At the same time, the compensator receives a linear code value, for example a commanded voltage in 602. This linear code value is passed through the original I-V curve 691 of the panel measured at the time of manufacture to determine the desired current 621. This is divided by the percent efficiency 614 in operation 628 to return the light output for the desired current as a manufacturing time value. The resulting boosted current is passed through curve 692, the inverse of curve 691, to determine which commanded voltage produces the desired amount of light in the presence of efficiency loss. The value outside of curve 692 proceeds to the next step as efficiency-adjusting voltage 622.

If no efficiency compensation is desired, the input voltage 602 is transmitted unchanged as the efficiency-adjusting voltage 622 to the next step, as indicated by the optional bypass path 626. In this case, percent current 613 should still be calculated, but percent efficiency 614 is not needed.

FIG. 6C is an enlarged view of blocks 63 and 64 of FIG. 6A. Receive percent current 613 and efficiency-adjusting voltage 622 from the previous step. Block 63, “get compensation,” maps the current loss 623 through inverted IV curve 692 and from the measurement reference gate voltage 510 to find the V th shift ΔV th 631. Subtracting result 513. Block 64, "compensation," includes operation 633, which calculates the compensated voltage out 603 as given in equation 1:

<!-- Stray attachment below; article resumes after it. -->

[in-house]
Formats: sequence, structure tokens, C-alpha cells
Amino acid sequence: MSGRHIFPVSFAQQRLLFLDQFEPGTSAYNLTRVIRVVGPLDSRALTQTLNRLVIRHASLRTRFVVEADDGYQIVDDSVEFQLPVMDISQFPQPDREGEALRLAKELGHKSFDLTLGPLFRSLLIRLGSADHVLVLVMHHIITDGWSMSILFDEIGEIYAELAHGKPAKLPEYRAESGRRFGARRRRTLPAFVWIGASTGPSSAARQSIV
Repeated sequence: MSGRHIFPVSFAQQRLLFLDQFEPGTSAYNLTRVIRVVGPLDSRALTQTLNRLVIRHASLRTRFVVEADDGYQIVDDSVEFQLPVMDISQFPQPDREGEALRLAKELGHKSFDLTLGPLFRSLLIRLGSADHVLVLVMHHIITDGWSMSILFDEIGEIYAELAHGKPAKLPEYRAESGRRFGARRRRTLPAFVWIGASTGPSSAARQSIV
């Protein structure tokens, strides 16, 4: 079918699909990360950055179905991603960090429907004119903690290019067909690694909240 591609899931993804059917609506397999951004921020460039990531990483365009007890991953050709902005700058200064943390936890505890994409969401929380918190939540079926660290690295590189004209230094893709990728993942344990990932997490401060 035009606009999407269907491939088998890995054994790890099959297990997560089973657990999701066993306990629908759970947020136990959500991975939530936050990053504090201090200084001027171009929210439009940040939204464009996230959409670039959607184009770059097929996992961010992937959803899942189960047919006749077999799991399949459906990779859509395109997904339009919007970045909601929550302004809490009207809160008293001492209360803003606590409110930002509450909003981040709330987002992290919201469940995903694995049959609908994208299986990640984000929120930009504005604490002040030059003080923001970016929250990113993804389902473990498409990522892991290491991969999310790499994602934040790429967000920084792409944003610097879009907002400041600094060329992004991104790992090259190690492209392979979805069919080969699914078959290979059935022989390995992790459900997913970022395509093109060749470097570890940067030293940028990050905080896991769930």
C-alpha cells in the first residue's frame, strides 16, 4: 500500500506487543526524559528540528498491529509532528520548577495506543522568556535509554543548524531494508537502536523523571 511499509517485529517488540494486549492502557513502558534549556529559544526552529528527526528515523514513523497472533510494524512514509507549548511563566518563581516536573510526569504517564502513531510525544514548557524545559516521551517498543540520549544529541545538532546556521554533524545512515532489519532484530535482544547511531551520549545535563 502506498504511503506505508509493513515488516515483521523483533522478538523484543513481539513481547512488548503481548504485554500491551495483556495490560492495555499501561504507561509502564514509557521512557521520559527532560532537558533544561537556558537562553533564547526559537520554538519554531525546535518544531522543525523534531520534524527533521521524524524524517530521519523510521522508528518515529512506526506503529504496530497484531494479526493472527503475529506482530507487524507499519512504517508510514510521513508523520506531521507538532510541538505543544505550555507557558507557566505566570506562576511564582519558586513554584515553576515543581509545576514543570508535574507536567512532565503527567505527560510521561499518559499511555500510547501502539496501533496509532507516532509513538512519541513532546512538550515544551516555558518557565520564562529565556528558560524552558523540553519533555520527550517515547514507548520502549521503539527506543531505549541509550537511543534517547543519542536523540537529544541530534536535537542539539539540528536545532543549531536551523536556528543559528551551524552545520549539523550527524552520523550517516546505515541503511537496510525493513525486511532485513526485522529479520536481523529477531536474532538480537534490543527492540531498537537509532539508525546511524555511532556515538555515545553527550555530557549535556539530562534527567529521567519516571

V out = V in + ΔV th (1 + α (V g , ref -V in )) (Equation 1)

Where V out is 603, ΔV th is 631, α is the alpha value 632, V g , ref is the measurement reference gate voltage 510, and V in is the efficiency-adjusting voltage 622. The compensated voltage out can be represented by a modified linear code value for the linear source driver, compensating for changes in the characteristics of the driving transistor and the EL device.

In the case of a straight line V th shift, α will be zero, and operation 633 will decrease by adding the amount of V th shift to efficiency-adjusting voltage 622. For any particular subpixel, the amount to add is constant until a new measurement is taken. Therefore, in this case, the amount to add to operation 633 may be pre-calculated after the measurement is taken, causing blocks 63 and 64 to collate the stored value and add it. This can save considerable logic.

cross Domain processing, and bit depth